What Students Didn't Do

High school students didn't visit colleges, take the SAT or ACT, or meet with counselors and teachers during the last semester, survey says.

June 15, 2020

A new survey details the things that high school students didn't do this spring -- such as visiting and picking colleges, taking the SAT or ACT, and meeting with their teachers and counselors.

The survey by Hobsons was based on results from nearly 10,000 students who are registered in Naviance, the college planning application of Hobsons, used by 13 million students at more than 13,000 U.S. schools.

It asked students in 11th and 12th grade a series of questions.

It asked 11th graders when they started looking for colleges to attend. Comparisons are provided to last year's answers:

When did you start … First Half of 11th Grade -- 2019 Second Half of 11th Grade -- 2019 First Half of 11th Grade -- 2020 Second Half of 11th Grade -- 2020
Searching for colleges 38.02% 26.92% 24.37% 14.82%
Visiting colleges 28.62% 26.63% 20.63% 8.40%
Took first SAT/ACT 37.21% 41.14% 25.90% 12.68%
Took last SAT/ACT 8.51% 48.20% 17.34% 14.36%
Met counselors/teachers about colleges 41.46% 40.93% 25.44% 17.57%
Finalizing college application list 5.25% 27.54% 6.04% 25.21%
Decided which colleges you wanted to attend 7.87% 19.68% 6.04% 13.83%

A majority of 11th graders last year searched for colleges, visited colleges and took their first SAT, but only a minority of this year's 11th graders did so. And overwhelming majority of 11th graders in 2019 talked with their counselors and teachers about college, but only a minority of students did so this year.

The figures on the SAT and ACT -- suggesting that many more will be trying to register for the test as seniors in the fall -- relate to why so many colleges are going test optional. The College Board called off several dates to take the SAT this spring, and kept one date just as the pandemic was spreading.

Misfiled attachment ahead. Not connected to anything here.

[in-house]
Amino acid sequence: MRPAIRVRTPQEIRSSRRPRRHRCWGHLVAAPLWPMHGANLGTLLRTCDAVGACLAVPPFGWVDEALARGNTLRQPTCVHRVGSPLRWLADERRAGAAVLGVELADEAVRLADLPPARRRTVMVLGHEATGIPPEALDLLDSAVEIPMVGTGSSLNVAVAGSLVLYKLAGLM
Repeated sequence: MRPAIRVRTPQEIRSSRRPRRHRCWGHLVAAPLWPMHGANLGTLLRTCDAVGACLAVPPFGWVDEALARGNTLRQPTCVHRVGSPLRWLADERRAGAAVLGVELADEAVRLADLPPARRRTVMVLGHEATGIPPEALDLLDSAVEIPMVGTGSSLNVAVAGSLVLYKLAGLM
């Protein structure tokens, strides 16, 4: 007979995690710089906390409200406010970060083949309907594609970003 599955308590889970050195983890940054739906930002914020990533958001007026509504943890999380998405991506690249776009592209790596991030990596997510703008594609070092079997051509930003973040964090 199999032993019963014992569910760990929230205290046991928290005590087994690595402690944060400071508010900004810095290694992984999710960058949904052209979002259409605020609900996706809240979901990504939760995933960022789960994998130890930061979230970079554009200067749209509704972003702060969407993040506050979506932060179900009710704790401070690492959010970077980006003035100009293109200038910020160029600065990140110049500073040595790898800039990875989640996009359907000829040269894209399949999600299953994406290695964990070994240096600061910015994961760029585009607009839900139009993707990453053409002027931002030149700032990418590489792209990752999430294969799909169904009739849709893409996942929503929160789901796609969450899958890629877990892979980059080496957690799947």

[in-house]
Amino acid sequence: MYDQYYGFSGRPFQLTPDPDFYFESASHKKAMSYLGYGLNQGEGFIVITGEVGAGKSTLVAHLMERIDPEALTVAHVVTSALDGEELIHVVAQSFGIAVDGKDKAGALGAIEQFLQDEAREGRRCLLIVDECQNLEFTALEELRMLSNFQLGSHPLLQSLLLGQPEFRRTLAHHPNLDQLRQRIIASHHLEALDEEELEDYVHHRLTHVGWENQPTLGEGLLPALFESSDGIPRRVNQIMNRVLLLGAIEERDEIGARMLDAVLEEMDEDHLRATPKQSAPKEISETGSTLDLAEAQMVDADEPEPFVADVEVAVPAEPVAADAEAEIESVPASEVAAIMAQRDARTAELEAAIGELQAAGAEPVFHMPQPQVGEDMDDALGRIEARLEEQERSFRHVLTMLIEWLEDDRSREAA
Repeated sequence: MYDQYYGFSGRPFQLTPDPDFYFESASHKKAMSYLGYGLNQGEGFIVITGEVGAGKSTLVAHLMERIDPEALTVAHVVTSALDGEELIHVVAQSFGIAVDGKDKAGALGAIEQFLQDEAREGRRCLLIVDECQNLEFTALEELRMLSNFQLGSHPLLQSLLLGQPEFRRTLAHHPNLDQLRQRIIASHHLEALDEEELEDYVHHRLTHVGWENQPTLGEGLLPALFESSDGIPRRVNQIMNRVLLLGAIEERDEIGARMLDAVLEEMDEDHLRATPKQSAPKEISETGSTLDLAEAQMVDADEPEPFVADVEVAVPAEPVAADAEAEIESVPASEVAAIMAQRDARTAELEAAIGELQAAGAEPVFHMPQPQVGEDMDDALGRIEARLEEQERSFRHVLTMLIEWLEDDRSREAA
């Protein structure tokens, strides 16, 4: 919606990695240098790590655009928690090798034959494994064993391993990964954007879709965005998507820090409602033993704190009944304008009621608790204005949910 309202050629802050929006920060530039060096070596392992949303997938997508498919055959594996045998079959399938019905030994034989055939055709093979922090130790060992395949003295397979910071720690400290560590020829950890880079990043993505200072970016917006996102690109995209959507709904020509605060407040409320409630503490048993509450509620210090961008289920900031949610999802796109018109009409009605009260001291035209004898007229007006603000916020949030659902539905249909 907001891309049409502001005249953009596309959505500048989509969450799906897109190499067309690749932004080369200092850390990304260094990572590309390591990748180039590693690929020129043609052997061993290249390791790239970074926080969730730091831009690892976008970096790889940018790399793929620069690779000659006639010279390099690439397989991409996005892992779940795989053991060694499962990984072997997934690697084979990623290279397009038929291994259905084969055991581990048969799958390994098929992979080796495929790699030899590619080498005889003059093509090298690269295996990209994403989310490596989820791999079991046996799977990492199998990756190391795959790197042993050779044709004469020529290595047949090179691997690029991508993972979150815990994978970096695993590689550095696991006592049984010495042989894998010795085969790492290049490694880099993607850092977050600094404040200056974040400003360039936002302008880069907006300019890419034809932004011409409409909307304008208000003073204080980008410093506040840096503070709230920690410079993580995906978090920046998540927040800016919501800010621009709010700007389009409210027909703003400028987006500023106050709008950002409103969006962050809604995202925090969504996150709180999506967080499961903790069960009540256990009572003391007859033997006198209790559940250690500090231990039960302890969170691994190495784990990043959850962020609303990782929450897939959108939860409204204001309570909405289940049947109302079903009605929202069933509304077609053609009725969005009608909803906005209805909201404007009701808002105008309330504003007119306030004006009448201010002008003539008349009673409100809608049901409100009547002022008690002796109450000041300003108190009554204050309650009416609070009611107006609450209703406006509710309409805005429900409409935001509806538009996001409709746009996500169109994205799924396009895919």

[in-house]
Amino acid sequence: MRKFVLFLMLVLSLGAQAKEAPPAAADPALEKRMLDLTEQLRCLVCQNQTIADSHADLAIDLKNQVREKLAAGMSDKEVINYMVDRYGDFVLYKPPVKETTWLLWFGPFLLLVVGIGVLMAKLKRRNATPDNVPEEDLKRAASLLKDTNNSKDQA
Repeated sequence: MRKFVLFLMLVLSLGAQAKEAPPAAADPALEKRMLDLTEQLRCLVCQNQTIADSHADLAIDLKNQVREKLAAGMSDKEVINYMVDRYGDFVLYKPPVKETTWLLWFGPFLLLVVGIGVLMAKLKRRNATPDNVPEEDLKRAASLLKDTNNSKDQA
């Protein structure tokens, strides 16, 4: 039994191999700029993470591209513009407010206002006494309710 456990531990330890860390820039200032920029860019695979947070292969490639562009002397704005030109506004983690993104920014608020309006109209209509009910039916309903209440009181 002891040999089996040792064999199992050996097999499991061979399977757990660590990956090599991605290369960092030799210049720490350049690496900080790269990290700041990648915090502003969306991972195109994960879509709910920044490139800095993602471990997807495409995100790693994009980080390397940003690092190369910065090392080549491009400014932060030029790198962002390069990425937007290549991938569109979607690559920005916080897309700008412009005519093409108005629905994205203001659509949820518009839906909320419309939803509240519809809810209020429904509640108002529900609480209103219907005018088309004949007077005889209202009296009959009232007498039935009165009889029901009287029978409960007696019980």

The 12th graders' responses indicated that only a minority of students abandoned plans to enroll in college. But there were increases in the percentage of students who said they wanted to work.

12th Graders Answer: What Are Your Post-High School Plans?

  2019 2020
Gap year 2.70% 2.23%
Technical certificate 1.60% 2.27%
Military 1.40% 2.44%
I don't know 4.20% 3.91%
Working/getting a job 2.50% 6.02%
Two-year college 19.40% 18.84%
Four-year college 68.20% 64.30%

The 12th graders were also asked for the top four factors in their college decision (they could pick four). The top four choices were the same but had much higher responses than did other answers.

Top Factors in College Choice

Factor 2019 2020
Financial aid 38.86% 58.91%
Majors 49.61% 67.13%
Location 48.58% 74.35%
Cost of education 59.65% 78.70%

Kate Cassino, the CEO of Hobsons, said she was struck by the large increases in the number of students who cited financial aid and majors as a top factor in their choice.

And she said she was also surprised by the high number of 11th graders who didn't make meaningful progress in their college searches during the year.

"It's really important that schools have strong advising programs," she said, especially for the fall, when high school seniors will be rushing with their college choices and freshmen will be arriving on campuses.

As for the things the high school juniors didn't do, Cassino said that just increases the pressure for senior year.

The spring semester, she said, will be known for "the transition, or lack thereof."

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Scott Jaschik

Scott Jaschik, Editor, is one of the three founders of Inside Higher Ed. With Doug Lederman, he leads the editorial operations of Inside Higher Ed, overseeing news content, opinion pieces, career advice, blogs and other features. Scott is a leading voice on higher education issues, quoted regularly in publications nationwide, and publishing articles on colleges in publications such as The New York Times, The Boston Globe, The Washington Post, Salon, and elsewhere. He has been a judge or screener for the National Magazine Awards, the Online Journalism Awards, the Folio Editorial Excellence Awards, and the Education Writers Association Awards. Scott served as a mentor in the community college fellowship program of the Hechinger Institute on Education and the Media, of Teachers College, Columbia University. He is a member of the board of the Education Writers Association. From 1999-2003, Scott was editor of The Chronicle of Higher Education. Scott grew up in Rochester, N.Y., and graduated from Cornell University in 1985. He lives in Washington.

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